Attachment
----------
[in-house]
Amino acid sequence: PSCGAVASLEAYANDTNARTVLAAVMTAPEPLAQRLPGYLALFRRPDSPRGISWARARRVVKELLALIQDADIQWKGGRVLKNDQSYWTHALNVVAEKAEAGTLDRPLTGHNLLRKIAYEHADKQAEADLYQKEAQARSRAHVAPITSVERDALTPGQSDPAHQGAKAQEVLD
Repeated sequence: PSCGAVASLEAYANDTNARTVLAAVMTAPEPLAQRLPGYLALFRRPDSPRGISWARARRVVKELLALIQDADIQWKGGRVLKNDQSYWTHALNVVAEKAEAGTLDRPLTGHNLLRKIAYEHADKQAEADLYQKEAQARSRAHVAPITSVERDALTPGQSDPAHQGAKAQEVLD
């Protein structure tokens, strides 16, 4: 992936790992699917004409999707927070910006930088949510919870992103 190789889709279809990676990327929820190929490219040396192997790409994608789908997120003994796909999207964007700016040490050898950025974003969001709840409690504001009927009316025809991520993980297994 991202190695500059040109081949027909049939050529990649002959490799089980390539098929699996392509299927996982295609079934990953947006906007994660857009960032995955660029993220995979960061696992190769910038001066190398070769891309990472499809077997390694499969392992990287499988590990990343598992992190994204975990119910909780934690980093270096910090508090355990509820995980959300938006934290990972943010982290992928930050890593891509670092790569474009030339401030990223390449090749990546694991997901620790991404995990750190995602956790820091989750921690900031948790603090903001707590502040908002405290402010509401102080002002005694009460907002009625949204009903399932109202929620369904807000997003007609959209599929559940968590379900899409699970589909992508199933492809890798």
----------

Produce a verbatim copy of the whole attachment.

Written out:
[in-house]
Amino acid sequence: PSCGAVASLEAYANDTNARTVLAAVMTAPEPLAQRLPGYLALFRRPDSPRGISWARARRVVKELLALIQDADIQWKGGRVLKNDQSYWTHALNVVAEKAEAGTLDRPLTGHNLLRKIAYEHADKQAEADLYQKEAQARSRAHVAPITSVERDALTPGQSDPAHQGAKAQEVLD
Repeated sequence: PSCGAVASLEAYANDTNARTVLAAVMTAPEPLAQRLPGYLALFRRPDSPRGISWARARRVVKELLALIQDADIQWKGGRVLKNDQSYWTHALNVVAEKAEAGTLDRPLTGHNLLRKIAYEHADKQAEADLYQKEAQARSRAHVAPITSVERDALTPGQSDPAHQGAKAQEVLD
């Protein structure tokens, strides 16, 4: 992936790992699917004409999707927070910006930088949510919870992103 190789889709279809990676990327929820190929490219040396192997790409994608789908997120003994796909999207964007700016040490050898950025974003969001709840409690504001009927009316025809991520993980297994 991202190695500059040109081949027909049939050529990649002959490799089980390539098929699996392509299927996982295609079934990953947006906007994660857009960032995955660029993220995979960061696992190769910038001066190398070769891309990472499809077997390694499969392992990287499988590990990343598992992190994204975990119910909780934690980093270096910090508090355990509820995980959300938006934290990972943010982290992928930050890593891509670092790569474009030339401030990223390449090749990546694991997901620790991404995990750190995602956790820091989750921690900031948790603090903001707590502040908002405290402010509401102080002002005694009460907002009625949204009903399932109202929620369904807000997003007609959209599929559940968590379900899409699970589909992508199933492809890798």